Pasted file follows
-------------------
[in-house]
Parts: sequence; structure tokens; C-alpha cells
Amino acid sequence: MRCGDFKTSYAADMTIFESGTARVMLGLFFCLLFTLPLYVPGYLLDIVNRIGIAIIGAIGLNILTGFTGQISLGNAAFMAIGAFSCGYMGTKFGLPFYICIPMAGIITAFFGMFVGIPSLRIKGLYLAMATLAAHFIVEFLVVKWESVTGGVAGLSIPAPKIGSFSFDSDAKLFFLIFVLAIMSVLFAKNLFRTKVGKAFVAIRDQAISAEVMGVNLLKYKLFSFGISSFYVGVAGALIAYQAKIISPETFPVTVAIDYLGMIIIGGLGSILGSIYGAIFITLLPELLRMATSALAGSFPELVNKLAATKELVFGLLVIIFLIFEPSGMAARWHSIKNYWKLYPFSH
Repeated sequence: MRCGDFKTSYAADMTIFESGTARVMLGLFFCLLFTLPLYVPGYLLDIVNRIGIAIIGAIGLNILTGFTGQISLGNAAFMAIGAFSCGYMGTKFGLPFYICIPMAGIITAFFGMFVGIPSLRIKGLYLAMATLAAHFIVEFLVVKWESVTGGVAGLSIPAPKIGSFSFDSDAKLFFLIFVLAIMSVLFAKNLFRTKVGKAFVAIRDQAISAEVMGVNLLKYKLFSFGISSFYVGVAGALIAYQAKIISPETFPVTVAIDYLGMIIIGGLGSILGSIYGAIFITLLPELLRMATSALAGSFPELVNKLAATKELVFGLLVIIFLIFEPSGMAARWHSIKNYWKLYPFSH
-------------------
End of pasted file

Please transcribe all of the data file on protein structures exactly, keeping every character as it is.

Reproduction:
[in-house]
Parts: sequence; structure tokens; C-alpha cells
Amino acid sequence: MRCGDFKTSYAADMTIFESGTARVMLGLFFCLLFTLPLYVPGYLLDIVNRIGIAIIGAIGLNILTGFTGQISLGNAAFMAIGAFSCGYMGTKFGLPFYICIPMAGIITAFFGMFVGIPSLRIKGLYLAMATLAAHFIVEFLVVKWESVTGGVAGLSIPAPKIGSFSFDSDAKLFFLIFVLAIMSVLFAKNLFRTKVGKAFVAIRDQAISAEVMGVNLLKYKLFSFGISSFYVGVAGALIAYQAKIISPETFPVTVAIDYLGMIIIGGLGSILGSIYGAIFITLLPELLRMATSALAGSFPELVNKLAATKELVFGLLVIIFLIFEPSGMAARWHSIKNYWKLYPFSH
Repeated sequence: MRCGDFKTSYAADMTIFESGTARVMLGLFFCLLFTLPLYVPGYLLDIVNRIGIAIIGAIGLNILTGFTGQISLGNAAFMAIGAFSCGYMGTKFGLPFYICIPMAGIITAFFGMFVGIPSLRIKGLYLAMATLAAHFIVEFLVVKWESVTGGVAGLSIPAPKIGSFSFDSDAKLFFLIFVLAIMSVLFAKNLFRTKVGKAFVAIRDQAISAEVMGVNLLKYKLFSFGISSFYVGVAGALIAYQAKIISPETFPVTVAIDYLGMIIIGGLGSILGSIYGAIFITLLPELLRMATSALAGSFPELVNKLAATKELVFGLLVIIFLIFEPSGMAARWHSIKNYWKLYPFSH